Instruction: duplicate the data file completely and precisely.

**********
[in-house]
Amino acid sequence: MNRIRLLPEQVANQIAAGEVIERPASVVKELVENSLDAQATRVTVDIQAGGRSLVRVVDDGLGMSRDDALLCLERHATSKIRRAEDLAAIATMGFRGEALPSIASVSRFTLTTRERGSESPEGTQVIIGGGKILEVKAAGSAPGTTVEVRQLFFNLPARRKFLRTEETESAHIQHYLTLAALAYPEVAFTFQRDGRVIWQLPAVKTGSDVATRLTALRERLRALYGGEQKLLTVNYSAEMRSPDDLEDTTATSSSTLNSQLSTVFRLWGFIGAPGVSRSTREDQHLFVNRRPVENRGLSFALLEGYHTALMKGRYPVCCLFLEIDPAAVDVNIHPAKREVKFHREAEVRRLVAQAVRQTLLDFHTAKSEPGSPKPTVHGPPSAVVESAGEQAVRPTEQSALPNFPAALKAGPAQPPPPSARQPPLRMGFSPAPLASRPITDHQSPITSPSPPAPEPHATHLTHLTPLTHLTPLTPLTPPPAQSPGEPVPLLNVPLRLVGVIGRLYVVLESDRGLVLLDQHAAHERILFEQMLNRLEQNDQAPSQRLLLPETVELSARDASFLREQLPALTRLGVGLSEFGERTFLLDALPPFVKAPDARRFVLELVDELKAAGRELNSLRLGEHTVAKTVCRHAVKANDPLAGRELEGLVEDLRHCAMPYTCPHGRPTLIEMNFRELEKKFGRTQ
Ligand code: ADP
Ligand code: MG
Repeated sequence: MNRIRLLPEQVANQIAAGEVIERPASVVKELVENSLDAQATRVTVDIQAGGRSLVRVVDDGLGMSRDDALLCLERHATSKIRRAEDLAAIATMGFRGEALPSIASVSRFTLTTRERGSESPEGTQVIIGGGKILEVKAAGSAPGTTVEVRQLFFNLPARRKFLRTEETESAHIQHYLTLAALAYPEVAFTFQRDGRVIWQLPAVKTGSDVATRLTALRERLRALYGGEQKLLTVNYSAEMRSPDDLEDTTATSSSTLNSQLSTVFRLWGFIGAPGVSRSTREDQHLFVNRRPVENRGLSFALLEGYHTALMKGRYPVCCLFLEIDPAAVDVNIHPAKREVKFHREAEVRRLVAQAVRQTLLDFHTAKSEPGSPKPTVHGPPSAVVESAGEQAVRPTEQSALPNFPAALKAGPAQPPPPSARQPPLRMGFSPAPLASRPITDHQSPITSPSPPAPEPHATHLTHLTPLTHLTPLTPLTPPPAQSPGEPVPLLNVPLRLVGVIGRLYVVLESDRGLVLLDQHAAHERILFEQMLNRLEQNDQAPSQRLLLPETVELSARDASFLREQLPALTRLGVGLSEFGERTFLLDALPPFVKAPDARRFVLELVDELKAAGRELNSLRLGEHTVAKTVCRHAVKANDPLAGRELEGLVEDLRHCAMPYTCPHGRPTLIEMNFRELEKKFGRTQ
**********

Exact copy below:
[in-house]
Amino acid sequence: MNRIRLLPEQVANQIAAGEVIERPASVVKELVENSLDAQATRVTVDIQAGGRSLVRVVDDGLGMSRDDALLCLERHATSKIRRAEDLAAIATMGFRGEALPSIASVSRFTLTTRERGSESPEGTQVIIGGGKILEVKAAGSAPGTTVEVRQLFFNLPARRKFLRTEETESAHIQHYLTLAALAYPEVAFTFQRDGRVIWQLPAVKTGSDVATRLTALRERLRALYGGEQKLLTVNYSAEMRSPDDLEDTTATSSSTLNSQLSTVFRLWGFIGAPGVSRSTREDQHLFVNRRPVENRGLSFALLEGYHTALMKGRYPVCCLFLEIDPAAVDVNIHPAKREVKFHREAEVRRLVAQAVRQTLLDFHTAKSEPGSPKPTVHGPPSAVVESAGEQAVRPTEQSALPNFPAALKAGPAQPPPPSARQPPLRMGFSPAPLASRPITDHQSPITSPSPPAPEPHATHLTHLTPLTHLTPLTPLTPPPAQSPGEPVPLLNVPLRLVGVIGRLYVVLESDRGLVLLDQHAAHERILFEQMLNRLEQNDQAPSQRLLLPETVELSARDASFLREQLPALTRLGVGLSEFGERTFLLDALPPFVKAPDARRFVLELVDELKAAGRELNSLRLGEHTVAKTVCRHAVKANDPLAGRELEGLVEDLRHCAMPYTCPHGRPTLIEMNFRELEKKFGRTQ
Ligand code: ADP
Ligand code: MG
Repeated sequence: MNRIRLLPEQVANQIAAGEVIERPASVVKELVENSLDAQATRVTVDIQAGGRSLVRVVDDGLGMSRDDALLCLERHATSKIRRAEDLAAIATMGFRGEALPSIASVSRFTLTTRERGSESPEGTQVIIGGGKILEVKAAGSAPGTTVEVRQLFFNLPARRKFLRTEETESAHIQHYLTLAALAYPEVAFTFQRDGRVIWQLPAVKTGSDVATRLTALRERLRALYGGEQKLLTVNYSAEMRSPDDLEDTTATSSSTLNSQLSTVFRLWGFIGAPGVSRSTREDQHLFVNRRPVENRGLSFALLEGYHTALMKGRYPVCCLFLEIDPAAVDVNIHPAKREVKFHREAEVRRLVAQAVRQTLLDFHTAKSEPGSPKPTVHGPPSAVVESAGEQAVRPTEQSALPNFPAALKAGPAQPPPPSARQPPLRMGFSPAPLASRPITDHQSPITSPSPPAPEPHATHLTHLTPLTHLTPLTPLTPPPAQSPGEPVPLLNVPLRLVGVIGRLYVVLESDRGLVLLDQHAAHERILFEQMLNRLEQNDQAPSQRLLLPETVELSARDASFLREQLPALTRLGVGLSEFGERTFLLDALPPFVKAPDARRFVLELVDELKAAGRELNSLRLGEHTVAKTVCRHAVKANDPLAGRELEGLVEDLRHCAMPYTCPHGRPTLIEMNFRELEKKFGRTQ